verify these lines in database.yml:

snorby: &snorby
  adapter: mysql
  username: snort
  password: [same password in the barnyard2.conf file]
  host: localhost

  database: snorby
  <<: *snorby

  database: snorby
  <<: *snorby

  database: snorby
  <<: *snorby

the most important lines to check are the dbname: and database: line under production are the same database, and that the password= and password: lines are the same to make sure that barnyard2 and snorby agree on the correct password to use to log to and read from that same database.

If the database lines and password lines match, at the very least, we know that barnyard2 and snorby are talking to the right database.

3) One last check you can perform is to verify that the snort user has the privileges to talk to the snorby database. run this command:

mysql -usnort -p[snort database user's password, no spaces] snorby -e "show tables;"

your output should look like this:

| Tables_in_snorby  |
| agent_asset_names |
| aggregated_events |
| asset_names       |
| caches            |
| classifications   |
| data              |
| delayed_jobs      |
| detail            |
| encoding          |
| event             |
| events_with_join  |
| favorites         |
| icmphdr           |
| iphdr             |
| lookups           |
| notes             |
| notifications     |
| opt               |
| reference         |
| reference_system  |
| schema            |
| search            |
| sensor            |
| settings          |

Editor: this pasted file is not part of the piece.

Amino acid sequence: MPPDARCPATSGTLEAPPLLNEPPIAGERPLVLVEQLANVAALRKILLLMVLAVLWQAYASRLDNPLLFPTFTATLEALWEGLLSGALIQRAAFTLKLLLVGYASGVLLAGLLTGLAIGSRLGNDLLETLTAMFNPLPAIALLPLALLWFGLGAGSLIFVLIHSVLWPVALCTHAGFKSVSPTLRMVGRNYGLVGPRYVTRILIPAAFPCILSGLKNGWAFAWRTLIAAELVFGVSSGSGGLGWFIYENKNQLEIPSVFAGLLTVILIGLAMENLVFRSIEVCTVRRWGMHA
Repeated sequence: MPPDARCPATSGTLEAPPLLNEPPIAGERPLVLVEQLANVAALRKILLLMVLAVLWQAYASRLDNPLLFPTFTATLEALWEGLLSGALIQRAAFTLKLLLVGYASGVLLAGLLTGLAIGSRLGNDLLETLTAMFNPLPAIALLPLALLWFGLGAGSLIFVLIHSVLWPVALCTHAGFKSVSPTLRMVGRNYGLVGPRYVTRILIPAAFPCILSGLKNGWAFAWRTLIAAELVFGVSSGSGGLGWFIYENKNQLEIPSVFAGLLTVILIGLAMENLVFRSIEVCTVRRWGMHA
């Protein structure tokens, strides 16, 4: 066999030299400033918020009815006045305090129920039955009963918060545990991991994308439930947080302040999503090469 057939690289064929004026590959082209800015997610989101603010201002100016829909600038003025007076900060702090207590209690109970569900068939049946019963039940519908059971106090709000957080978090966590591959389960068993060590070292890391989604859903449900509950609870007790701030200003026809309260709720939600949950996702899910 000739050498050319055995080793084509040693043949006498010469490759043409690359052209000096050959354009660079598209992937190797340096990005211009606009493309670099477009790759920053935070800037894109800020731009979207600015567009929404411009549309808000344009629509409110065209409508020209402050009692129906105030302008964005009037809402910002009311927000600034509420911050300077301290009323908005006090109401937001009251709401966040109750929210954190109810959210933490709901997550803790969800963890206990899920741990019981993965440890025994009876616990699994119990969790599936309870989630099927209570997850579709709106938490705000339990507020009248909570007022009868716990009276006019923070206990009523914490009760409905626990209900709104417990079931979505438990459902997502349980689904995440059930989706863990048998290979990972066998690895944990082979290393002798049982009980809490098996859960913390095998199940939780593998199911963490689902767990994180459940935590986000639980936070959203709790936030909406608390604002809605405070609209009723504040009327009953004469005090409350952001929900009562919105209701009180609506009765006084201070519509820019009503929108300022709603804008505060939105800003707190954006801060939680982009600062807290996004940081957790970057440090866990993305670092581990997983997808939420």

| severities        |
| sig_class         |
| sig_reference     |
| signature         |
| tcphdr            |
| udphdr            |
| users             |
This confirms that the snorby database exists and that the schema was configured properly during installation.

4) If the snort.u2 file in /var/log/snort is NOT 0 bytes, and you confirmed the snort database user was able to see the tables in the snorby database, there's one last set of commands you can run:
mysql -usnort -p[snort database user's password] snorby -e "select * from event\G;"
if you get "empty set" as the return value from that command, snorby doesn't have anything. If you get a bunch of data from this command, snorby should have events in the "events" tab on the web interface.
you can also run this command:
mysql -usnort -p[snort database user's password] snorby -e "select count(*) from event;"
you should get something like this:

| count(*) |
|     5284 |
I have a boatload of events, because I have a testing suite that causes snort to trigger alerts like crazy, but basically, you're looking for the count number to NOT be 0. If the count is 0 there's no events for snorby to report on.

Hope this helps you all out